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Aspirin Poisoning in Cats

Learn why aspirin is toxic to cats.

Aspirin is a commonly used non-steroidal anti-inflammatory medication for humans. It can be beneficial in animals, as well, and is sometimes used for its anti-clotting capabilities as well as its anti-inflammatory properties.

However, aspirin can easily be highly toxic to cats and should never be given without strict supervision by a veterinarian.

Why Is Aspirin Harmful to Cats?

Cats do not have an enzyme that is necessary for metabolizing salicylic acid, which is the active ingredient in aspirin. It takes cats up to 19 times longer to clear the aspirin from their systems as it does humans.

Many products contain aspirin. Don't give any medication to your cat without your veterinarian's input.

The problem is that aspirin not only blocks some inflammatory processes, it also prevents some normal GI tract and kidney function processes and interferes with blood clotting. So when a cat receives a dose that is higher than its body can metabolize and get rid of quickly, intestinal irritation and ulcers, internal bleeding, and kidney failure can all occur.

Signs of Aspirin Poisoning in Cats

Which signs a cat gets and how quickly they develop depends on the dose of aspirin the kitty received and can include:

  • Bloody or tarry stool
  • Depression and lethargy
  • Decreased or absent appetite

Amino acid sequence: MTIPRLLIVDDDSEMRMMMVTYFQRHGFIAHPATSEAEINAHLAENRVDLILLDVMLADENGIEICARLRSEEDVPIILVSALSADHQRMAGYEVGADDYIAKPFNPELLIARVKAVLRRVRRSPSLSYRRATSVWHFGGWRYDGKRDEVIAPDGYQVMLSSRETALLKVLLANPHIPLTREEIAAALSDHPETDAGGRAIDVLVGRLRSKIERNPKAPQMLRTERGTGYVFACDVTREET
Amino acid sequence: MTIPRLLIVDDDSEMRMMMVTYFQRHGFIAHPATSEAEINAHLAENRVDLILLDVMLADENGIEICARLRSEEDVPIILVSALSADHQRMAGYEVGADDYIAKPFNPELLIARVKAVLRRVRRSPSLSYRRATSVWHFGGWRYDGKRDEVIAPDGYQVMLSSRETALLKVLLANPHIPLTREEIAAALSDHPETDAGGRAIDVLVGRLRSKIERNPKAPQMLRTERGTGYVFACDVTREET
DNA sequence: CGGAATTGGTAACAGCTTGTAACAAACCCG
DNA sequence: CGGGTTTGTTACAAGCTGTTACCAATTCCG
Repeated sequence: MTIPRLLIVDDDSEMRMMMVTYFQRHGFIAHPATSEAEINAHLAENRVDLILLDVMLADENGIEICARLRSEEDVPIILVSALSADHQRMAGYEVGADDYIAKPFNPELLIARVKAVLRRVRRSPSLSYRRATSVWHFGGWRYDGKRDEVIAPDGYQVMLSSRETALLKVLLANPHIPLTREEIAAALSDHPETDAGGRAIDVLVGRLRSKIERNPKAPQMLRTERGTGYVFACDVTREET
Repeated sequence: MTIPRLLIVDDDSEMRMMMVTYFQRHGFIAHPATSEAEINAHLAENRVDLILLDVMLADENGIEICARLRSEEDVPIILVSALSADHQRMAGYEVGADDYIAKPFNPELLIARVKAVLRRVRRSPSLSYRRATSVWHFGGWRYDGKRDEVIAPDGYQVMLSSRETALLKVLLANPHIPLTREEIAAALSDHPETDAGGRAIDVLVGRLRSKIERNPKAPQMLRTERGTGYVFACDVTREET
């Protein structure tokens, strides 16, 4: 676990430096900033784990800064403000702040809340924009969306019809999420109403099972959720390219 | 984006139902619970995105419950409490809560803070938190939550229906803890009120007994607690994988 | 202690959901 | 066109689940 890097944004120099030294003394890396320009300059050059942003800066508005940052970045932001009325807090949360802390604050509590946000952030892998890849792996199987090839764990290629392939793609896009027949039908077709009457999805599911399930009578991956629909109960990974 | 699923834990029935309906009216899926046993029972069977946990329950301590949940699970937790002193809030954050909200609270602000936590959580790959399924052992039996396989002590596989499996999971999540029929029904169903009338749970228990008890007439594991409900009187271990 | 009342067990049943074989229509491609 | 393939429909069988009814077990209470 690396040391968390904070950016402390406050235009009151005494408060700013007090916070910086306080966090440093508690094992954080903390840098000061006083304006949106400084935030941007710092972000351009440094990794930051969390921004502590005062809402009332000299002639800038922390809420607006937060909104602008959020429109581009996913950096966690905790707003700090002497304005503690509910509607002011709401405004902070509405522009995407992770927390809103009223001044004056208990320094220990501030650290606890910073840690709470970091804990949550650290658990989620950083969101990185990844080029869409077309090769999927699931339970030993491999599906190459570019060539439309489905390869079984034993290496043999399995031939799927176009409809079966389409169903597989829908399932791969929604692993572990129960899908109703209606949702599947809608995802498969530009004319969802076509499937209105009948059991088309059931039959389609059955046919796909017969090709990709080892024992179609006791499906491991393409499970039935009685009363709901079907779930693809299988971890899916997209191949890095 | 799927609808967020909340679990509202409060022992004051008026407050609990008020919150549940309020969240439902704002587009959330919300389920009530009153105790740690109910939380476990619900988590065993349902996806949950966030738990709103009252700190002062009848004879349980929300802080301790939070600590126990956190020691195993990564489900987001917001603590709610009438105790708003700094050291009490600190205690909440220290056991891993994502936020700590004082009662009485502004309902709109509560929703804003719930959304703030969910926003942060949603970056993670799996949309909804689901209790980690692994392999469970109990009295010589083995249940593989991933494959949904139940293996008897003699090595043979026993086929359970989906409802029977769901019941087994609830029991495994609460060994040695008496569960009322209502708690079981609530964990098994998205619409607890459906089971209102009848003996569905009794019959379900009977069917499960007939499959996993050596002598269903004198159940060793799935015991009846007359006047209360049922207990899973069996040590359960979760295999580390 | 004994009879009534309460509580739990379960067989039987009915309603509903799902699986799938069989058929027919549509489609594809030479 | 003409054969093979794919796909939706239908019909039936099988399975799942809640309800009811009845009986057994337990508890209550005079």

• Vomiting
  • Abdominal pain
  • Weakness
  • Wobbliness
  • Collapse

Diagnosis of Aspirin Poisoning in Cats

Diagnosis of aspirin toxicity in cats is usually the result of a person realizing they gave the kitty aspirin or that he ate a spilled pill. When the veterinarian suspects aspirin is the problem, diagnostic tests will be done to determine the severity of the issue. Those tests include blood work and urinalysis, which help tell the veterinarian about the cat's red blood cell status and kidney and liver function.

Treatment of Aspiring Toxicity in Cats

Depending on when the aspirin was ingested, vomiting might be induced to try and rid the stomach of remaining medication. Activated charcoal might be given to try and absorb remaining medicine.

Intravenous fluids and other supportive care in the veterinary clinic might be required depending on lab results. Repeated lab work will help the veterinarian determine the course of treatment. Medicine that can help protect the GI tract and reduce vomiting might be given in hospital and continued after discharge.

Never Give Your Cat Any Human Meds on Your Own

Aspirin is used for specific conditions in cats, but the dose range is extremely narrow, and a veterinarian must be involved in prescribing and closely monitoring the cat during these rare treatments.

Like aspirin, many other human medications can be toxic to cats. Never give your cat any medication without first checking with your veterinarian. You might inadvertently make your kitty's situation much worse.

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Disclaimer: This website is not intended to replace professional consultation, diagnosis, or treatment by a licensed veterinarian. If you require any veterinary related advice, contact your veterinarian promptly. Information at is exclusively of a general reference nature. Do not disregard veterinary advice or delay treatment as a result of accessing information at this site.